France joins UK to target traders in bonus tax move
By Sudip Kar-Gupta and Sumeet Desai
PARIS/LONDON, Dec 16 (Reuters) – France singled out frontline financial traders for a special 50 percent tax on bonuses, following Britain by tapping into public anger over the pay deals of bankers whom many blame for the financial crisis.
Britain plans to tax bonuses for all bankers, whether merger and acquisition specialists, credit providers or trading room stars, while the French moves announced on Wednesday are restricted to those trading financial instruments.
Both countries’ measures will apply above certain thresholds, with the French measure for instance targeting bonuses above 27,500 euros ($40,060).
“This tax will encourage them (traders) to be disciplined and reasonable,” a French economy ministry official told reporters. Economy Minister Christine Lagarde said banks would be taxed on bonuses they distribute in 2010, adding the plan would be presented to parliament in January.
The French state provided billions of euros in financial support to banks such as BNP Paribas, SocGen, Credit Agricole and Natixis to help them weather the credit crisis.
This has mostly been paid back but there is growing public outrage in Britain, France and elsewhere about bankers making money during a depressed general economy while thousands of people lose their jobs.
Yet the tax has been slammed by some in the industry. France’s Banking Federation said it regretted the move and argued it could disadvantage Paris as a global financial centre, echoing the fears of many London bankers.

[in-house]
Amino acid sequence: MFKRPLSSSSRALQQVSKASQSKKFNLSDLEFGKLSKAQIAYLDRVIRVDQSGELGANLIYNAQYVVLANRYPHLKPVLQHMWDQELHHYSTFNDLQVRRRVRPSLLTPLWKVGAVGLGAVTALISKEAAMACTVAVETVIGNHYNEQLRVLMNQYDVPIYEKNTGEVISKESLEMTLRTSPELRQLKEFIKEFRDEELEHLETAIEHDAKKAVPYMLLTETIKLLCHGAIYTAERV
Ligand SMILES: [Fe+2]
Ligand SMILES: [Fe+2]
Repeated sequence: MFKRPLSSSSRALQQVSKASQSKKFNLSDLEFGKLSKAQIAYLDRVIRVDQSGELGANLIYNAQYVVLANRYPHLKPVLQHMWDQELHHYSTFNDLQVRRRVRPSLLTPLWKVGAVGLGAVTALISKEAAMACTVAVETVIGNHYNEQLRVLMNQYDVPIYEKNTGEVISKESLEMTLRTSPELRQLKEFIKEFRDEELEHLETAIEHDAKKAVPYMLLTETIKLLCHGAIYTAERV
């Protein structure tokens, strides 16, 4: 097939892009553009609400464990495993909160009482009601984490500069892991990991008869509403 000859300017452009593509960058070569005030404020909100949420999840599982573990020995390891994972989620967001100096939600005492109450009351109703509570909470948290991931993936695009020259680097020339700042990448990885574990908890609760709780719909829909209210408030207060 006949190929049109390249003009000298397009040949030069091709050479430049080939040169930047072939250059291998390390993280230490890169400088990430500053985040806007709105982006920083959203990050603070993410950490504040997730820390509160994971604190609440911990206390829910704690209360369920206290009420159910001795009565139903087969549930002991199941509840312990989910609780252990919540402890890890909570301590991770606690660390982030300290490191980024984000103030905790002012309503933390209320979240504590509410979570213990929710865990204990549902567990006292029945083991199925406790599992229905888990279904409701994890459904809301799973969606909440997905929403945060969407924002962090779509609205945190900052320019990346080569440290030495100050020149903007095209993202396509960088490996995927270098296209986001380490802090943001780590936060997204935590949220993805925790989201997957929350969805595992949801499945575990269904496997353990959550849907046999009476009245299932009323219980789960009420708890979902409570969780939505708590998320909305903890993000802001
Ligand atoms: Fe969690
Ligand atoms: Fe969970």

Bernstein Research analyst Brad Hintz saying the British proposal was a “remarkable example of economic self-destruction by a financial centre.”
CHANGES IN PAY AT TOP BANKS
British Finance Minister Alistair Darling said earlier this month banks operating in Britain would incur a 50 percent tax on bonuses above 25,000 pounds ($40,670).
UK Treasury Minister Paul Myners said on Wednesday the British bonus tax was a one-off measure aimed at banking activities and was not targeted at other financial service areas.
Britain and France are hoping other countries follow their lead.
U.S. President Barack Obama has put pressure on Wall Street firms by criticising “fat cat bankers” taking big bonuses, while Goldman Sachs has sought to deflect outrage over huge payouts by giving top managers their 2009 bonuses in stock rather than cash.
German Chancellor Angela Merkel has said she is sympathetic to the idea but German tax law is complicated, while Switzerland’s finance minister rejected a special tax and said it was impractical.
However Germany’s Commerzbank said it was putting a new remuneration system in place for the board of management directors, subject to an upper limit and with a heavier weighting for sustainable results over short-term gains.
France’s proposed tax will not affect people working in corporate finance or private banking, a government official said.
“According to the legal framework, it is only for those trading in financial instruments. If you’re in M&A (mergers and acquisitions), you’re not trading a financial instrument,” an official from the French economy ministry said.
French officials said last week a tax move should come as no surprise because President Nicolas Sarkozy had talked of such a measure in August as part of a push for tougher rules on bonuses ahead of a meeting of G20 leaders.
(Additional reporting by Matthieu Protard, Yann Le Guernigou and Anna Willard; Writing by Marcel Michelson; Editing by David Cowell and David Holmes) ($1=.6864 Euro)
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